But I'm getting distracted by politics in trying to prove my point; that the WBC believes, just like HBGary, that they can find "responsible parties" in Anon and sue them and make money. They are not as completely wrong as HBGary, and they will profit more from this than HBGary, but they still don't get it. They're trying to put themselves in the same position as the RIAA (or for that matter your local police officer on traffic duty) -- profitting off of random Americans who fall into their trap.

Will it work? No, I don't think it will. I think the WBC is fragmenting, and if they do inspire counterprotests (which they might, they are that universally reviled) it will be the end of them. SDCC 2010 proved that WBC counterprotests are HILARIOUS and much, much, much better press than the actual protest. WBC may actually be able to make it fun and cool to attack them, and I don't think they can survive that any more. Maybe they can. Doubt it. George Bush proves that no matter who you are, you can't stand up to the combined hatred of the entire world for more than a decade.

Now, let's get back to the philosophy.

A lot of people believe there is a God. Atheists, like myself, tend to believe that there is no God -- there is no "supreme being."

However, I didn't stop my investigations there. I do believe there are deeper patterns to life, and that human beings are occasionally manipulated by things far beyond their knowledge or control. I think of it as the "zeitgeist" or the "spirit of humanity," or the "spirit of the Earth," which are all three different things. The "spirit" of humanity, which is the sum total of all our actions, thoughts, desires, and dreams, can no more directly communicate with you than you can communicate with a single cell in your elbow. But it can still move us around, just like you can move your elbow. It is unlikely that a single cell in your elbow can see or understand what's going on. But still it moves.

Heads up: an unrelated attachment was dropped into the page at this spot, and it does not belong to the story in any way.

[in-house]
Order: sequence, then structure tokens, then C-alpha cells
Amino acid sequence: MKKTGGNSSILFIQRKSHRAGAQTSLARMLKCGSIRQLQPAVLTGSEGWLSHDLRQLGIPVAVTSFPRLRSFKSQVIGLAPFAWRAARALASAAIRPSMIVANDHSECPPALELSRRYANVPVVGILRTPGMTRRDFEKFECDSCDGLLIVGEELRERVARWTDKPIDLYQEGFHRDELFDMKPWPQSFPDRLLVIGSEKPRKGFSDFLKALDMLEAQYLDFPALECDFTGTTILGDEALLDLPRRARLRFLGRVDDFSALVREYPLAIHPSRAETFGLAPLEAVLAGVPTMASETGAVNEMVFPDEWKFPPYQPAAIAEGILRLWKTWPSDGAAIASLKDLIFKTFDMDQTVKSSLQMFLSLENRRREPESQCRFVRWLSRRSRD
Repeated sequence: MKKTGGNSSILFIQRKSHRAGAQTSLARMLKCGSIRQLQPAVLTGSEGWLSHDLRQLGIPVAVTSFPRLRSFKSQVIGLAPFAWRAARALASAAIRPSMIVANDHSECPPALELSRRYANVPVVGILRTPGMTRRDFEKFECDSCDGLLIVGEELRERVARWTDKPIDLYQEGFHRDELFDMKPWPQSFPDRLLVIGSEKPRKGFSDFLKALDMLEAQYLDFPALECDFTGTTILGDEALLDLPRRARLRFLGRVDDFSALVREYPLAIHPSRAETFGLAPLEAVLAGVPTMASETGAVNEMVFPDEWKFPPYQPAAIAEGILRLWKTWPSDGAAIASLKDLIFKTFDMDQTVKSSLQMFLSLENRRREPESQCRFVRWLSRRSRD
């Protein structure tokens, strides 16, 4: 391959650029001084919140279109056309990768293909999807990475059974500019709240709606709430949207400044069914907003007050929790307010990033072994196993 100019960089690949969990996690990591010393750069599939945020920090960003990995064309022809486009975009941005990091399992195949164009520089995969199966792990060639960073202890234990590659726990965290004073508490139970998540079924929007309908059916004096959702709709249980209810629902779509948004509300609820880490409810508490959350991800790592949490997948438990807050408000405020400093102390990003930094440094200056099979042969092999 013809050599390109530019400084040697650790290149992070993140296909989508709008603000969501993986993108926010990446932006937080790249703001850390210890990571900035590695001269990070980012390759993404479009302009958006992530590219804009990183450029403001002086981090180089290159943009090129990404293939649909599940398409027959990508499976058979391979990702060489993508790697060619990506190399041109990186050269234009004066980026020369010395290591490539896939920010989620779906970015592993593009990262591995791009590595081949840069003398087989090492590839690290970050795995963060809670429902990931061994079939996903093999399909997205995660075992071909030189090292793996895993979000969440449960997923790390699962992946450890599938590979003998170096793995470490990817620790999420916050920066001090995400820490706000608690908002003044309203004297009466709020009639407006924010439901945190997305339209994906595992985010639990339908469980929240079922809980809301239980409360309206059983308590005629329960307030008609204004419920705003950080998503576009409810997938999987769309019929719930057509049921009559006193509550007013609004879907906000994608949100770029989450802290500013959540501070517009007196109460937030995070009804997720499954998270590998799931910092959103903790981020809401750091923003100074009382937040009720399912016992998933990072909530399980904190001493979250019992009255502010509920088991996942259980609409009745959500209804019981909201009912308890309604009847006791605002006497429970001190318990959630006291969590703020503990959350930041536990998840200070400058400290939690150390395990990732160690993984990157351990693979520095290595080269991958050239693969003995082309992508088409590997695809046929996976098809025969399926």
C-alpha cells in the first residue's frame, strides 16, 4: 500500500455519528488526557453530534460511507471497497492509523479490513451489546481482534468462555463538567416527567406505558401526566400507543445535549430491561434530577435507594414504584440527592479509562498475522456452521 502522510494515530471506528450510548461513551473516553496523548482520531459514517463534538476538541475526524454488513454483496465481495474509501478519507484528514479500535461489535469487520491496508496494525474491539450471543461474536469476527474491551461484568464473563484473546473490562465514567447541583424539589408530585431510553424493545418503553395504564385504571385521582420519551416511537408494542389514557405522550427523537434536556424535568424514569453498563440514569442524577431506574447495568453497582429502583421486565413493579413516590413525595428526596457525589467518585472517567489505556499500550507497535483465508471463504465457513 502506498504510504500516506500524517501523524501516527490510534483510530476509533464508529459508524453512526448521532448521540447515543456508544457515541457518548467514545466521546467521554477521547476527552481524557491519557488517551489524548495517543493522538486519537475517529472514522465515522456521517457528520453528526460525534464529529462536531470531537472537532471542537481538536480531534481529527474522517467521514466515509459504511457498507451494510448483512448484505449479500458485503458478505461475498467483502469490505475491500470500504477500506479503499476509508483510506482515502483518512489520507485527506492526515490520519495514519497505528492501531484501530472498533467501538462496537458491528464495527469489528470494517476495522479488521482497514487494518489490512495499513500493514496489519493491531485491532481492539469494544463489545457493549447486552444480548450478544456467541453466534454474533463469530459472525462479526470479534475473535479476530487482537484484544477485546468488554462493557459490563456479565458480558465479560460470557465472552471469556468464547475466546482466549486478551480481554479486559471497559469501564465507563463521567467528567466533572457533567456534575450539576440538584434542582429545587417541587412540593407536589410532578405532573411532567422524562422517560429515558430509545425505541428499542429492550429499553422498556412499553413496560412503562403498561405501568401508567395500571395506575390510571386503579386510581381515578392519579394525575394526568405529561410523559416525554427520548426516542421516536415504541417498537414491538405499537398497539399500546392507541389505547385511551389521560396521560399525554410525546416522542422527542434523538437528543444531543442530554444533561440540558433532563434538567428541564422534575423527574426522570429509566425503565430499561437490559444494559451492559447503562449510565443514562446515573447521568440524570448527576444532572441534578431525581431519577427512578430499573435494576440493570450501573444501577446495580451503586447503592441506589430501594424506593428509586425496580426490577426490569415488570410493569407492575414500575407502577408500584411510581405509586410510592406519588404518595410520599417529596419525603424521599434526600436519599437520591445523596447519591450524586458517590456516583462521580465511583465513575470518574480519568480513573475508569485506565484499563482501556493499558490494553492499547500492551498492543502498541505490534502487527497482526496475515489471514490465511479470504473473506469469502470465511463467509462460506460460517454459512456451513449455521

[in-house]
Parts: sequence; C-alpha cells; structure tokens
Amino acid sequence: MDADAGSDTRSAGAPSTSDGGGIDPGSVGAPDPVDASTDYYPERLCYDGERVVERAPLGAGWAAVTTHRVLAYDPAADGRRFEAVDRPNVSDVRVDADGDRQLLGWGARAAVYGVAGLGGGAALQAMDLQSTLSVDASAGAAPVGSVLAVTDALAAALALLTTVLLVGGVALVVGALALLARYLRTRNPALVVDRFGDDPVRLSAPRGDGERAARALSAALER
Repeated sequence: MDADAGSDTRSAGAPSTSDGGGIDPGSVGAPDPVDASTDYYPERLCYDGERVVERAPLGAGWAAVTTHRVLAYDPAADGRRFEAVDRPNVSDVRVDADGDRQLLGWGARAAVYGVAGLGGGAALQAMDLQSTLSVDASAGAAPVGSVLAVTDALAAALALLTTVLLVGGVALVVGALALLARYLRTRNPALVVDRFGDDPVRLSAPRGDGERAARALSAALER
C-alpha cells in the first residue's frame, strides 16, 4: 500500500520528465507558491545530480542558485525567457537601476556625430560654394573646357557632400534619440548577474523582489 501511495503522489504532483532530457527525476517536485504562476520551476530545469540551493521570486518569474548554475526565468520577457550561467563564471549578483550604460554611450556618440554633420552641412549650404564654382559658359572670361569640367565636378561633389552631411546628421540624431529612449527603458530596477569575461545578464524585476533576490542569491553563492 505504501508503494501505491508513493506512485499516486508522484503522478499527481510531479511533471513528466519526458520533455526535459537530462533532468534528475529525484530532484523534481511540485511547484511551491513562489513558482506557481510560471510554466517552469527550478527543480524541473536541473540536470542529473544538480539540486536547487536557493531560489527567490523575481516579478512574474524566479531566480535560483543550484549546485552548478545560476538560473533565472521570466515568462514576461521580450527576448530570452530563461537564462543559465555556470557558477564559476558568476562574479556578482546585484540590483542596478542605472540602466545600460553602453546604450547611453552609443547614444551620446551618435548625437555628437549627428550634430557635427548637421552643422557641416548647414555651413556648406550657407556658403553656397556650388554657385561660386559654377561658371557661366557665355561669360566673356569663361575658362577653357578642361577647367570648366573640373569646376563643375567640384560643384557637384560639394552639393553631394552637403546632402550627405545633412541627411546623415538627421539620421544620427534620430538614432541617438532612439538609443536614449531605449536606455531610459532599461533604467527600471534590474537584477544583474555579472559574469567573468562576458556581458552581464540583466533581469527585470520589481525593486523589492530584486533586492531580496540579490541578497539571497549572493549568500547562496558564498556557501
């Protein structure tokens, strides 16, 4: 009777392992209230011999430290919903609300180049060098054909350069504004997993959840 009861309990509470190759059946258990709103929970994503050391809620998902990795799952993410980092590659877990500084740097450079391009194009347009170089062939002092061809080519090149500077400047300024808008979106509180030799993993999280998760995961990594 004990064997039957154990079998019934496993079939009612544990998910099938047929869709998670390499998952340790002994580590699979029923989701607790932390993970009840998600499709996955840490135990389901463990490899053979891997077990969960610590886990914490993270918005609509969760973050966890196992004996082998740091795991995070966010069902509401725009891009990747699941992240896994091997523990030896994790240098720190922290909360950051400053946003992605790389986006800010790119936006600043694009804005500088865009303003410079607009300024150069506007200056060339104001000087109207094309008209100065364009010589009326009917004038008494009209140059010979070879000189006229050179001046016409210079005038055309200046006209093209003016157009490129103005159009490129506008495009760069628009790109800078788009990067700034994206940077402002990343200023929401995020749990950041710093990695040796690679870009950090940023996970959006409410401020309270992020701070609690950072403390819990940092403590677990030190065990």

Same goes for the zeitgeist/mandate of heaven (Egypt would be a very clear example of the vietnamese "Mandate of Heaven") and the "spirit of the Earth," which are unknowable to us, and undescribable. We can observe it and predict it. We cannot really control it, though we are sometimes controlled by it. Joan of Arc is the clearest example I can name of someone embodying/controlled by/embodying her zeitgeist.*

Now, the internet is the most powerful tool yet for interfacing with the zeitgeist. It essentially makes direct contact with the zeitgeist -- an experience so powerful it used to be reserved for saints, prophets, madmen, and hippies -- an everyday experience.

The internet actually fills a niche that used to be filled by the religious experience. Religious groups naturally see this as a threat, and it is. It replaces religion as neatly as the car replaced the horse. You can commune with That Which Is Greater Than Yourself on a daily basis. You can ask it questions and it will give you answers on Google. You can ask it for advice on Facebook. You can pray to it, or put a paypal donation button on your website. You can find out what people are thinking in Egypt; if you use the Buzz option on Google Maps you can actually see where they were when they twittered.